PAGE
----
The more experienced I’ve become, the more I’ve improved my communication. I ask the right questions from the get-go. It’s about finding the right fit. So it’s not the editorial skills that are necessarily different in indie fiction editing, it’s more the negotiation and communication skills required.
What’s next for you – and for the indie publishing scene in general?
On Sunday I sat on my sofa and, no word of a lie, the phrase ‘this is the first day of the rest of your life’ popped into my head. Two weeks ago, I gave up my second job to focus on editing. The mental energy required to hold down two challenging jobs took more toll than I had realised. Luckily, I’d given myself a fortnight off to decompress. That first week, I was bone-tired. It was like thinking through treacle. Then, week two, I was lucky enough to go on holiday – lovely hotel: half-board, swimming pool, plenty of opportunity for relaxation. I got back on Saturday and felt so much better for it. That’s when the realisation hit: I’m 100% self-employed. Gosh, it’s exciting. So, what’s next for me is more editing. More capacity to edit. The ability to be flexible with my week so I can fit in the editing with the best of my energy.
In terms of what I have lined up to edit, and what I want to edit – well, that’s something I am spending my time thinking about. I edit lots of fantasy and romance. I love both. I edit some women’s fiction – but I want more. It’s so hard to niche down when you read across a wide range of genres. That’s what I’m grappling with.
The other thing I’m thinking about is whether to expand my service packages. At the moment, I’m not offering developmental editing. I need to do more training to be confident offering this service. I can see myself doing this in the not-too-distant future.
Then there are ideas afloat for how people can get a ‘piece of me’ even if they haven’t yet got the budget for an edit. A mailing list is in the pipeline which will feature news, editing insights, tips, etc. Then there might be a course (online and/or in-person) which I’d like to create – I may as well put those curriculum design skills I’ve been honing for the last 18 years to good use.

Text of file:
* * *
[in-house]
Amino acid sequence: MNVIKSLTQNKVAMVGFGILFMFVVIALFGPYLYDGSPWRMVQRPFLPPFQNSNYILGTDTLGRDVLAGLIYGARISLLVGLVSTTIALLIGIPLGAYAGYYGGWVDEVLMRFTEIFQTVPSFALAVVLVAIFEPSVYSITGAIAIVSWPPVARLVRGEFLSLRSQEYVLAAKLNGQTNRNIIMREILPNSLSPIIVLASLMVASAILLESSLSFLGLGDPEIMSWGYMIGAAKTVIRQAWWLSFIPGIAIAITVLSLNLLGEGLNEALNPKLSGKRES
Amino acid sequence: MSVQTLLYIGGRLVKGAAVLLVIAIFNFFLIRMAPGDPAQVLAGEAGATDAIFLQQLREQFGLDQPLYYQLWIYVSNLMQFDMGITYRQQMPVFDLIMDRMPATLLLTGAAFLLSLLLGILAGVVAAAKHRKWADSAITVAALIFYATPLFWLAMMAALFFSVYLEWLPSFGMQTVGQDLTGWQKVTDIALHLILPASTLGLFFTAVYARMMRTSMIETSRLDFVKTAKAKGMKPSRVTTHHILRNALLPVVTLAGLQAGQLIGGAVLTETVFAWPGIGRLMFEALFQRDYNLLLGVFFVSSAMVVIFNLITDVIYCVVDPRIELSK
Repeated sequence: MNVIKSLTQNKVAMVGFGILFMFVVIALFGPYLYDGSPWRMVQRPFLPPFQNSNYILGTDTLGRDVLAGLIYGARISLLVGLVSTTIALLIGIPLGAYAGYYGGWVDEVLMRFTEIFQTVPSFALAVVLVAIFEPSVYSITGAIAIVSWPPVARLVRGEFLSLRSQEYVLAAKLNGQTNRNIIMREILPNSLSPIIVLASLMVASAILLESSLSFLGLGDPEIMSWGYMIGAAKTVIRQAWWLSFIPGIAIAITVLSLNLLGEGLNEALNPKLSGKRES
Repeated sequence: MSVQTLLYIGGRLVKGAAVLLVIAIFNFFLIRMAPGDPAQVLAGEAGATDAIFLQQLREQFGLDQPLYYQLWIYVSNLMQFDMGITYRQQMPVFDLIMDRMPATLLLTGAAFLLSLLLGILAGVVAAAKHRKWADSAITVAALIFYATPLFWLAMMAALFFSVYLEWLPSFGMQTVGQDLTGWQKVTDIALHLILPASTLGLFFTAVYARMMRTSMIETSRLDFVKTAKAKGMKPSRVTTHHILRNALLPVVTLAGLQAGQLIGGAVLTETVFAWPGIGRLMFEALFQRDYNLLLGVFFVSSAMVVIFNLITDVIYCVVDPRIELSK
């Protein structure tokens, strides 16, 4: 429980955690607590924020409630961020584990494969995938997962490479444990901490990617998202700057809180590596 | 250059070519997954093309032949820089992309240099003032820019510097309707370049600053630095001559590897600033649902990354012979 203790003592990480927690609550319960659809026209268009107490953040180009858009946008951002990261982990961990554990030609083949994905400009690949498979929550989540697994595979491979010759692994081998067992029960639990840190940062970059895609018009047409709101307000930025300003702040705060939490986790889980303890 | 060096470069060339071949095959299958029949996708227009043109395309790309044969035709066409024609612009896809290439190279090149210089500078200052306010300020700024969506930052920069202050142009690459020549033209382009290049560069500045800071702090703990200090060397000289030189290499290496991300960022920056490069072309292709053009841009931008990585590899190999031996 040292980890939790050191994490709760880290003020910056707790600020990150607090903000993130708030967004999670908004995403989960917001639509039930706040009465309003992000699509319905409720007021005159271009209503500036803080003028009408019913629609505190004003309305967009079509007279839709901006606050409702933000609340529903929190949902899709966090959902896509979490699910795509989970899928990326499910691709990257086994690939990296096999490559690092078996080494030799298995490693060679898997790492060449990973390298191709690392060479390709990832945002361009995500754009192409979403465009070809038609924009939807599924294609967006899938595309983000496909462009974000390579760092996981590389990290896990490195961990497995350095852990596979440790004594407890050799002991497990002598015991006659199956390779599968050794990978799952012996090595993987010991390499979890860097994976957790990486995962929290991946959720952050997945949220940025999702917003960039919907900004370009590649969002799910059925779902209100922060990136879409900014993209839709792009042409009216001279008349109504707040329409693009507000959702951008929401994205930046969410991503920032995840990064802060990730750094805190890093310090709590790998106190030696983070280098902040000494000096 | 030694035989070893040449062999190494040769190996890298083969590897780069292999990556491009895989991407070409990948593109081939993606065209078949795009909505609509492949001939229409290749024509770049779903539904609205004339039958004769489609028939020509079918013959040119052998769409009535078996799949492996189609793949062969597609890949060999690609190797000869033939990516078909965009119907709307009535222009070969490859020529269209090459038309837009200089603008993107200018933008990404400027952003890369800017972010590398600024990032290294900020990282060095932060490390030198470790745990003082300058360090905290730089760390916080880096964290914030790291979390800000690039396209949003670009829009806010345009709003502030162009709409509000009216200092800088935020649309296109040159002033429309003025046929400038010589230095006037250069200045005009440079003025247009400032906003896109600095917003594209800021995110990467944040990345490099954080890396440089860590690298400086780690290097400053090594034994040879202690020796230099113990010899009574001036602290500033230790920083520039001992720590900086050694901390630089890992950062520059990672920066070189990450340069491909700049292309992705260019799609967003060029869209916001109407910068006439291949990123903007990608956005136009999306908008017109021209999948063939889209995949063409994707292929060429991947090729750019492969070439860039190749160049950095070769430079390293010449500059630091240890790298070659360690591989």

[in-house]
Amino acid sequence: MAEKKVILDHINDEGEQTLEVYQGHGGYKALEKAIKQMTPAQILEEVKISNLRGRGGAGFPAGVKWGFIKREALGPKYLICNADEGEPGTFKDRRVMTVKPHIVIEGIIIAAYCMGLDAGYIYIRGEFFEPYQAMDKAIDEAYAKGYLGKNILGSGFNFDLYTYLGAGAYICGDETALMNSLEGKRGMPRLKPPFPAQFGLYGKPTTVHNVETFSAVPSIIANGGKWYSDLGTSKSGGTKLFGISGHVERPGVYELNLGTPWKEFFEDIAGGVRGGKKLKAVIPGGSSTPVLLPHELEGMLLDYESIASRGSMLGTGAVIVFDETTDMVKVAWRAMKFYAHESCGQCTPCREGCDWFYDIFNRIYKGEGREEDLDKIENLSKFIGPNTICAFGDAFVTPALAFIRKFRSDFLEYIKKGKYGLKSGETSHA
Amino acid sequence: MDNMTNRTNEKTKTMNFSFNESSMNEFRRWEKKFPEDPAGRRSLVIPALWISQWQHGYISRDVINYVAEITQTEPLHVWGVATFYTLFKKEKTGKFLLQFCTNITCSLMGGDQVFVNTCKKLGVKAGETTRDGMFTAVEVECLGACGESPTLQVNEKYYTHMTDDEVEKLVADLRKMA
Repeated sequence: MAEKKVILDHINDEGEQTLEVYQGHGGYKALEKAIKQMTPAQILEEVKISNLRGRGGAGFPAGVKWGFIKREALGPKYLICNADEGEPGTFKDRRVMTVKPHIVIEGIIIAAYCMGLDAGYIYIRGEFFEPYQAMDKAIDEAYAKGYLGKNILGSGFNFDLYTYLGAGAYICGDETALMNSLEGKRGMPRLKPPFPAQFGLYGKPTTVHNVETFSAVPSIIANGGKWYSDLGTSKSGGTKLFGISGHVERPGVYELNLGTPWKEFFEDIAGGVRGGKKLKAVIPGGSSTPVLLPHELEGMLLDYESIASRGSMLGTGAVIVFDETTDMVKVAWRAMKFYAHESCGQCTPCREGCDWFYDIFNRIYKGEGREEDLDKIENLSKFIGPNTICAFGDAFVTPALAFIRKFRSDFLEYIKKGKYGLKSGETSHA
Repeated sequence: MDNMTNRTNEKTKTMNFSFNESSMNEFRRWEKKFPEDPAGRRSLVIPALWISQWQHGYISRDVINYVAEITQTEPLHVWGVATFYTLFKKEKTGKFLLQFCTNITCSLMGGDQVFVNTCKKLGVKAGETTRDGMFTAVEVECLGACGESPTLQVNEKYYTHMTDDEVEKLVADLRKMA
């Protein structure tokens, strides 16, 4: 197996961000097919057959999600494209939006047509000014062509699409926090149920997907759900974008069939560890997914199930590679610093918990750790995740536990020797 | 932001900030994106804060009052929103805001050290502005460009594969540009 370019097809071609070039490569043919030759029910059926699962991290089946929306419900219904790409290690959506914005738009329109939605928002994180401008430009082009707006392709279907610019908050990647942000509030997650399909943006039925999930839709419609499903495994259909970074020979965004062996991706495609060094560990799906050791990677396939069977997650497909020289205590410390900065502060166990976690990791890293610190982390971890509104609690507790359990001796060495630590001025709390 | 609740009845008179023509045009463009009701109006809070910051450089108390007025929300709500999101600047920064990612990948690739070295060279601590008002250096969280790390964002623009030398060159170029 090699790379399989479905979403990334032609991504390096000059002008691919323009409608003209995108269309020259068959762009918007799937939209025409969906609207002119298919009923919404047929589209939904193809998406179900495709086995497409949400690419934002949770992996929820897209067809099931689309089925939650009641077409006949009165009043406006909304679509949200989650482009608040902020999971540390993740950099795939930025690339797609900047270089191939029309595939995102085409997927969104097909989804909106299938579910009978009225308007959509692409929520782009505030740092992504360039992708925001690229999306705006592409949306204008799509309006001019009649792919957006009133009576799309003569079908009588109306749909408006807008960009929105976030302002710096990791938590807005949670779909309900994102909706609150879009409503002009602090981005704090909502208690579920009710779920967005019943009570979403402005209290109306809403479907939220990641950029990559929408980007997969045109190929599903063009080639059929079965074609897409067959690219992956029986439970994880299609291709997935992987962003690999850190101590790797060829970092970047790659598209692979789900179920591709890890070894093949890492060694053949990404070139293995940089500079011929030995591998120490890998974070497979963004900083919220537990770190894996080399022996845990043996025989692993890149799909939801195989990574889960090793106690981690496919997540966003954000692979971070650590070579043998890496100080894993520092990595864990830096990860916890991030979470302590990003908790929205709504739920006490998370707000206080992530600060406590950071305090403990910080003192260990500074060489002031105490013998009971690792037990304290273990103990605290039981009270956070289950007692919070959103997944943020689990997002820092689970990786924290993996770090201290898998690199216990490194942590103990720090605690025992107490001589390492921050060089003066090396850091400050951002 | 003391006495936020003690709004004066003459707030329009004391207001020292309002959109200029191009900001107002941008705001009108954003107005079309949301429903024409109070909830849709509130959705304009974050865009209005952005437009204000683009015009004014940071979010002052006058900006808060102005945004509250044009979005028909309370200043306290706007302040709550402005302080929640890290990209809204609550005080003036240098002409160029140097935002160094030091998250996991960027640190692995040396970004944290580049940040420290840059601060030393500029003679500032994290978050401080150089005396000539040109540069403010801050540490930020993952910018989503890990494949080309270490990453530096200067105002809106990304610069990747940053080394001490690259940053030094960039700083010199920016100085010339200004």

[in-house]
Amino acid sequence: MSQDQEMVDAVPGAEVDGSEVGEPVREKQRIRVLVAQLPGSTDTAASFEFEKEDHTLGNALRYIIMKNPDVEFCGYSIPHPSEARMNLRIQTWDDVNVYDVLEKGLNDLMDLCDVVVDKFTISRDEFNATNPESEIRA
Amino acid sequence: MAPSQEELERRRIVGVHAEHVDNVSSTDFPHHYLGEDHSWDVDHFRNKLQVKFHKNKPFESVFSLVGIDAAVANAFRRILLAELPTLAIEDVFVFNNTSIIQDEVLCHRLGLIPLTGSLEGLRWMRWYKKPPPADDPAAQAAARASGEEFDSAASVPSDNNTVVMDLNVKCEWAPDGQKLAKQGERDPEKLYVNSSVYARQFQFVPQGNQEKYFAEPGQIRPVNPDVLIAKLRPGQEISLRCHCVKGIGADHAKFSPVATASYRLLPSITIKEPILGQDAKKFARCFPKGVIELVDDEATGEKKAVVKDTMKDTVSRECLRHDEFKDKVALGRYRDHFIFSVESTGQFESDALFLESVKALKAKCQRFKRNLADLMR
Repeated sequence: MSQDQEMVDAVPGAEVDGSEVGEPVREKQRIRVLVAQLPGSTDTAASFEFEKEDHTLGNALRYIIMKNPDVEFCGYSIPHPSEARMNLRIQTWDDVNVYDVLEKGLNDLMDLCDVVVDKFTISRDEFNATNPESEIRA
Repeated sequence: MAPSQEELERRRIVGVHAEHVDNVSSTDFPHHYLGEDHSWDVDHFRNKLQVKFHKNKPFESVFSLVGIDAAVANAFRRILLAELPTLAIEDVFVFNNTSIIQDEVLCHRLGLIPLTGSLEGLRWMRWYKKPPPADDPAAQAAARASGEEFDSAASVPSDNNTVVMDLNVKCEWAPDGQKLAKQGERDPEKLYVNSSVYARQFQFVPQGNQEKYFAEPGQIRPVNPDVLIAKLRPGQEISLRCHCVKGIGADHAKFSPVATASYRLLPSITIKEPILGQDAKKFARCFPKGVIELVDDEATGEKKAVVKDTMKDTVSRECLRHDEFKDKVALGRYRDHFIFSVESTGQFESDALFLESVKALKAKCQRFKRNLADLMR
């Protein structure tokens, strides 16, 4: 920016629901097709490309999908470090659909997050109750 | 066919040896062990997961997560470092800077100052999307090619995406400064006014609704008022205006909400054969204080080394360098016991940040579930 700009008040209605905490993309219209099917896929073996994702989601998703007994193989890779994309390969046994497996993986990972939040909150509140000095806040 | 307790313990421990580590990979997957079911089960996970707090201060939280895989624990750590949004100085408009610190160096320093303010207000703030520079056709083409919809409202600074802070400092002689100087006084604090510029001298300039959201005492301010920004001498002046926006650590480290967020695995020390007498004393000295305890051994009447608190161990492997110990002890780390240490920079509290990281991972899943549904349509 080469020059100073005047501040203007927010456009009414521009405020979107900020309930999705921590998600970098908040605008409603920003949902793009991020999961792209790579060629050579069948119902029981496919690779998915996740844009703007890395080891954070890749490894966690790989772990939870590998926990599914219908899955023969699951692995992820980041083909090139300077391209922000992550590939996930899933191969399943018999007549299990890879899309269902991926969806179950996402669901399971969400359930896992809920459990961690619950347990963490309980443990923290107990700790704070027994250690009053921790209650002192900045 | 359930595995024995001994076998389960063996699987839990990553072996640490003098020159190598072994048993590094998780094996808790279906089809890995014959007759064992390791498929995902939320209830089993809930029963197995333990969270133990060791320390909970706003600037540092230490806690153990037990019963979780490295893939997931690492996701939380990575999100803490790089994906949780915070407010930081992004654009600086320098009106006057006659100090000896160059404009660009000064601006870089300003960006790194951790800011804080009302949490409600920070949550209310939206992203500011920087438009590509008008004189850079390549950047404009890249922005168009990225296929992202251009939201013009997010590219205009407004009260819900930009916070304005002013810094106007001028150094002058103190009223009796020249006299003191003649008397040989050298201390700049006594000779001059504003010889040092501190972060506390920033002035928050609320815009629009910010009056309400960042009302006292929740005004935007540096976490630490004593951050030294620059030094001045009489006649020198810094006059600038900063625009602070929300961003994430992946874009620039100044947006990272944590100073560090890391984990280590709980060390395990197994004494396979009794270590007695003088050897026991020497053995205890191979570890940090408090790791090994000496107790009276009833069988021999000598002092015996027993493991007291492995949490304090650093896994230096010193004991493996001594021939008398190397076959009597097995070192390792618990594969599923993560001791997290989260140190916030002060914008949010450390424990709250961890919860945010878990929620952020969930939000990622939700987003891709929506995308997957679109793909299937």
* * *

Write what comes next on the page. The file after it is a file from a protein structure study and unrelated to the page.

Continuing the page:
What’s next for the indie publishing scene in general? Aesthetics and accessibility. Readers want to consume books in their preferred format – whether that’s Kindle, audio, paperback or hardback. But I think we are at a time where (and this is great news for authors) some readers want more than one copy of the text. There’s the practical nature of having the book on your Kindle or phone. But then there’s the aesthetic (and bragging rights) appeal of having the book physically on your shelf. Linked to bragging rights is the rise of Kickstarter. Being able to access exclusive content by virtue of chucking a tenner in an author’s cap – that seems to appeal to a certain type of reader. So authors are becoming more accessible. They can respond more quickly to what readers want.
That’s the beauty of indie publishing. It’s nimble. It can react to gaps in the markets quickly. Take, for instance, Westerns. Old hat? (If you’ll pardon the pun.) If you want to read a Western but you can’t find anything in your local library or bookstore, there’ll be something that floats your boat on Kindle. Once you’ve found it, more will be suggested to you. You’ll be spoilt for choice.
Choice. Autonomy. These are the watchwords for indie writers and readers. And I find that refreshing.